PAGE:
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1 (BRIEF PAUSE) 2 3 Q: Have you -- have you got these by 4 chance? 5 A: Is this P-510? Eileen Hipfner's 6 notes of September 5th? 7 MR. DERRY MILLAR: Yes P-510. 8 THE WITNESS: Yes. Yes, I have -- I have 9 that. It was handed to me at some previous point in 10 time. 11 MR. MARK FREDRICK: I'm always grateful 12 to Millar. One of these days I'm going to become 13 computer proficient enough to find them on my own, but 14 for the moment I defer to his wisdom in that account. 15 16 CONTINUED BY MR. MARK FREDRICK: 17 Q: So we have notes of this meeting and 18 one of the people at this meeting, of course, again, is 19 Mr. Bangs, Mr Hodgson's Executive Assistant, correct? 20 A: Yes. 21 Q: Now we talked about your experience 22 dealing with executive assistants before. Generally they 23 attend as political staffers to represent the minister at 24 meetings. 25 And the assumption being that they brief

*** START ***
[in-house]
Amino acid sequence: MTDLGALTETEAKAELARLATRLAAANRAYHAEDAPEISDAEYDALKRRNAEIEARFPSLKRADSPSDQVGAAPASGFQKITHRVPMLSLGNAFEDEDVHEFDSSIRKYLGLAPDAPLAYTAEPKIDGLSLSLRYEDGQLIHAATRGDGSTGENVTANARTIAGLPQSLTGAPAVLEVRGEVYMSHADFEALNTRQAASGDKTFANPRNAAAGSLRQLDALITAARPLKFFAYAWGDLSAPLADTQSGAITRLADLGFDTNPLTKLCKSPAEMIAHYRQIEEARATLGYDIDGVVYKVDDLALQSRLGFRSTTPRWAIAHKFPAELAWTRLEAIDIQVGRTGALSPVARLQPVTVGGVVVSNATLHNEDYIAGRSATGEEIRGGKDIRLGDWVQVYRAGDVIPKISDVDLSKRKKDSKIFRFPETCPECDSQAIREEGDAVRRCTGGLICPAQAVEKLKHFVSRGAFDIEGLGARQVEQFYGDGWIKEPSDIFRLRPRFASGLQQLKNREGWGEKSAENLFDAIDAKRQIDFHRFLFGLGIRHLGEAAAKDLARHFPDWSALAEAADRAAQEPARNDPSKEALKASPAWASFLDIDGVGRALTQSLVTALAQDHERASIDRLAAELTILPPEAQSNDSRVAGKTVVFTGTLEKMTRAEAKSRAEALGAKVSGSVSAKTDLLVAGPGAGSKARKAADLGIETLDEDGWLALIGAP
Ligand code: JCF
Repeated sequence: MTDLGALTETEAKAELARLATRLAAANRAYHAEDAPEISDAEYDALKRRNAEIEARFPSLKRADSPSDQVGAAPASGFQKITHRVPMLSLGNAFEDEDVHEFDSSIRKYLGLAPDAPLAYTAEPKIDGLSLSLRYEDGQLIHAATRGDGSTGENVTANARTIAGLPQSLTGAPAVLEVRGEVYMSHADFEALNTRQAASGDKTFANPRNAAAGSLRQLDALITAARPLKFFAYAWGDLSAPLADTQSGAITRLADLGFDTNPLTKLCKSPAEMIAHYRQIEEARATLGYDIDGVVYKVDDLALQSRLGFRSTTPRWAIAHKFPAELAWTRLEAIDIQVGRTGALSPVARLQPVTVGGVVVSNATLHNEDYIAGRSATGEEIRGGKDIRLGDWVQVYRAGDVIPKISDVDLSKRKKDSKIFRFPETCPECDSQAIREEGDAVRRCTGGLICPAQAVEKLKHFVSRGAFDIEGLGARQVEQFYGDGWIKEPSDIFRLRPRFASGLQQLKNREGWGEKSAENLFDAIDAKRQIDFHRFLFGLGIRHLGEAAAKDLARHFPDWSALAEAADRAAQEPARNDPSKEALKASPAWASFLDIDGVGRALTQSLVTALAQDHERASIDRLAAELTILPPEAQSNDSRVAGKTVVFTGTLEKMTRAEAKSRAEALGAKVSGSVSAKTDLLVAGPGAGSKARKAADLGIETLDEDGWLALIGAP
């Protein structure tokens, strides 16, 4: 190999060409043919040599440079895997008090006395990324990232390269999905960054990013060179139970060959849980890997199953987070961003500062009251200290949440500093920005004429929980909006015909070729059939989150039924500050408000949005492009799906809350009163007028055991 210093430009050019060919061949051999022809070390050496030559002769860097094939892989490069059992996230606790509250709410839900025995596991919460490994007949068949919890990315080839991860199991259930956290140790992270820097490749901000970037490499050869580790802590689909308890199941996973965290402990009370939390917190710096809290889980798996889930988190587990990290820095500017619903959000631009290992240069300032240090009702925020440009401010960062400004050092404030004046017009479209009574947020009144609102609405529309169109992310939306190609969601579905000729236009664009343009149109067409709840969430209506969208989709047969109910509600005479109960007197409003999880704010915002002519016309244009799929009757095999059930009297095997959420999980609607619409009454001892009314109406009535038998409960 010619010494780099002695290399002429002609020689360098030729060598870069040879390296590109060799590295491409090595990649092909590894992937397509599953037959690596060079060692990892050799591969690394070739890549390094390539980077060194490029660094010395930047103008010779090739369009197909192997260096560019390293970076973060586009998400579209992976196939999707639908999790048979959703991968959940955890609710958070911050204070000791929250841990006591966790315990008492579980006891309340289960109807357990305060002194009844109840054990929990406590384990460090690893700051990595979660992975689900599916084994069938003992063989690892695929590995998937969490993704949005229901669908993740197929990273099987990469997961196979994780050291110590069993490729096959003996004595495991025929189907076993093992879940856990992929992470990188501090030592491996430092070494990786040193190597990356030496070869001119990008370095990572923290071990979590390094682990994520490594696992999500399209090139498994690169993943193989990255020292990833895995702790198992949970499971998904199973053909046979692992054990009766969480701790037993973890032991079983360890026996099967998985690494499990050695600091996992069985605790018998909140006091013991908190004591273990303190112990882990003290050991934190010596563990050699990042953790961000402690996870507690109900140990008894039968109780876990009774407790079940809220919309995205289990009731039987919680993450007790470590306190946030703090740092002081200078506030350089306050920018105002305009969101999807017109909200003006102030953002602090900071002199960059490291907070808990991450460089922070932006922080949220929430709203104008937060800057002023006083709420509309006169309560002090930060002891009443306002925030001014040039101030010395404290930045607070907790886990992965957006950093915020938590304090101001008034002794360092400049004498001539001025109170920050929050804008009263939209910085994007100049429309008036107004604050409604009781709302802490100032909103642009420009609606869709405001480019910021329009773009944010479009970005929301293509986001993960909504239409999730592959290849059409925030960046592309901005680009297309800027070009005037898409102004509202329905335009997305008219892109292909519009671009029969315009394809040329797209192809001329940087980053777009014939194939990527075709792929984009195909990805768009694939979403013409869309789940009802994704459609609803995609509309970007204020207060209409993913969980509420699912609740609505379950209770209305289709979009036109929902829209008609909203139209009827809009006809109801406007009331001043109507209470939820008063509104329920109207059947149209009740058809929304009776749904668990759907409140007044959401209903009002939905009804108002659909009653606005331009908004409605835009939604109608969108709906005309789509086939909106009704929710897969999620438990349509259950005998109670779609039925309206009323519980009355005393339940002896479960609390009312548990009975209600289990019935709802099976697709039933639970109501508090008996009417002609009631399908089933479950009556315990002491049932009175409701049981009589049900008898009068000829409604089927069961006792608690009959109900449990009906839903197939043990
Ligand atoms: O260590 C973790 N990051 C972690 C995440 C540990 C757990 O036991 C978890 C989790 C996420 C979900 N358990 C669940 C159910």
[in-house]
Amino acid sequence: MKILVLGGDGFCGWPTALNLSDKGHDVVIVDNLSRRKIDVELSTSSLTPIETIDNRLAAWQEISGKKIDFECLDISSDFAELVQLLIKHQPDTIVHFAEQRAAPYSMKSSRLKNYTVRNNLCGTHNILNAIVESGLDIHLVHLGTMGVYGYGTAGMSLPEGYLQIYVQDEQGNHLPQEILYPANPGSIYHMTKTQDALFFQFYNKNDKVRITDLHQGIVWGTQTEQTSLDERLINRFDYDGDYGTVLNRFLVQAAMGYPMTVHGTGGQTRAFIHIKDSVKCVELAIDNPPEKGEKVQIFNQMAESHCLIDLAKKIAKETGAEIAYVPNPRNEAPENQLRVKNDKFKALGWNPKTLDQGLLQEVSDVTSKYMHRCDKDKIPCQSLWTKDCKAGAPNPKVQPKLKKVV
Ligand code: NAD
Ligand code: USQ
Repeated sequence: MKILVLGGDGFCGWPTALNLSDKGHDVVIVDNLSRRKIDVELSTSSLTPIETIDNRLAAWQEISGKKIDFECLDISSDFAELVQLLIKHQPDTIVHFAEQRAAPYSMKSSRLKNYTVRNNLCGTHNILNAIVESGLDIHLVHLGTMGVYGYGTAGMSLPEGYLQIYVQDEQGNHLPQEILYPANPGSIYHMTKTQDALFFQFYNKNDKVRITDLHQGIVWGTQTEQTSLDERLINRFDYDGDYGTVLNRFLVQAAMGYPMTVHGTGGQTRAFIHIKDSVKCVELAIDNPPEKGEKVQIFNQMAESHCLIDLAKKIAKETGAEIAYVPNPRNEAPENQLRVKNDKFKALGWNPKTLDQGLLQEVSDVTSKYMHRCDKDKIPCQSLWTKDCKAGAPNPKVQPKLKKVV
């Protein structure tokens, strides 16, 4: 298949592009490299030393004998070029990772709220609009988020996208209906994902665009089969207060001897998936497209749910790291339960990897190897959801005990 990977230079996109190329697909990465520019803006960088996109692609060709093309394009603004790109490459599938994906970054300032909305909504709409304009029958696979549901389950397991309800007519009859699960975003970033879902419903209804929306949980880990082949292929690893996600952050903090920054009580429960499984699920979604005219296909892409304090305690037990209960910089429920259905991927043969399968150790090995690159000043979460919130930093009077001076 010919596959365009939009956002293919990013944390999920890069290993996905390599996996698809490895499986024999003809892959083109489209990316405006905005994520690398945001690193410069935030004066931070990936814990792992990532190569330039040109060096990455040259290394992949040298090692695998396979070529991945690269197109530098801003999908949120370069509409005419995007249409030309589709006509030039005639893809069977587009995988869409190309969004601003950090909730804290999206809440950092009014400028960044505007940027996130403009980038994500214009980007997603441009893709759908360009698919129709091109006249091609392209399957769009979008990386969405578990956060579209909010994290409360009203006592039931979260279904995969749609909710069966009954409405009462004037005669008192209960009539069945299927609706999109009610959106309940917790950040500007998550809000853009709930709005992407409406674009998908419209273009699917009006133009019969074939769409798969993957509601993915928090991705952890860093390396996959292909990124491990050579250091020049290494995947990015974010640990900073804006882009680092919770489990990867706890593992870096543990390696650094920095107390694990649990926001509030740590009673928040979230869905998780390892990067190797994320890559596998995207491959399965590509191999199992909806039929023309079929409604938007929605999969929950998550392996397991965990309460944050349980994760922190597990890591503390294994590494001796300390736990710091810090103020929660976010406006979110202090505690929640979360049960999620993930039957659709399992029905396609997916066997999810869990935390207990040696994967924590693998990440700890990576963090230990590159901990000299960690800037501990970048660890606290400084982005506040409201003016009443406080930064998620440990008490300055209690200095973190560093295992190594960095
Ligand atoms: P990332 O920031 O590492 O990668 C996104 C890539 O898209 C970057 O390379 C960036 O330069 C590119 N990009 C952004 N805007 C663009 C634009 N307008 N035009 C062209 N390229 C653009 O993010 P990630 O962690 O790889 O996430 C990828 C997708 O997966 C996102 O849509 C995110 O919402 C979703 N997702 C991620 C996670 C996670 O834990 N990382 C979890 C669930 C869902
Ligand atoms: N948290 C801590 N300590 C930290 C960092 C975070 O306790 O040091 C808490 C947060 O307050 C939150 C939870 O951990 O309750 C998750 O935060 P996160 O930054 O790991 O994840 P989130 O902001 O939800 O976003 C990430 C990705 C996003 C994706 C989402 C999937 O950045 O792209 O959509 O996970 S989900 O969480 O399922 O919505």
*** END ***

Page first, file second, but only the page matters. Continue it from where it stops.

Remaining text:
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1 the minister or got his thoughts and ideas, correct? 2 A: Yes. Although in some cases it would 3 be just to communicate information back to the minister, 4 you know, if we're just calling the meeting and the 5 minister wouldn't have had a chance to give any input; 6 this would be an opportunity for all of the political 7 staff to get information and quickly bring it back to 8 their ministers. 9 Q: Sure. And the convention is though, 10 that if they express a view, generally it's the view that 11 the minister shares; is that correct? 12 A: Yes. 13 Q: Now there's a discussion in the 14 minutes -- in these minutes about pursuing criminal 15 charges and I guess this was some of the things that were 16 discussed on September the 5th. But if we go to page 3 17 at the very top it discussed options and this mirrors the 18 note we saw before. 19 Ms. Hipfner is recorded specifically from 20 Mr. Bangs; do you see at the top? 21 A: Yes. 22 Q: It says: 23 "Should consider injunction first." 24 A: Yes. 25 Q: And again that -- that is sort of the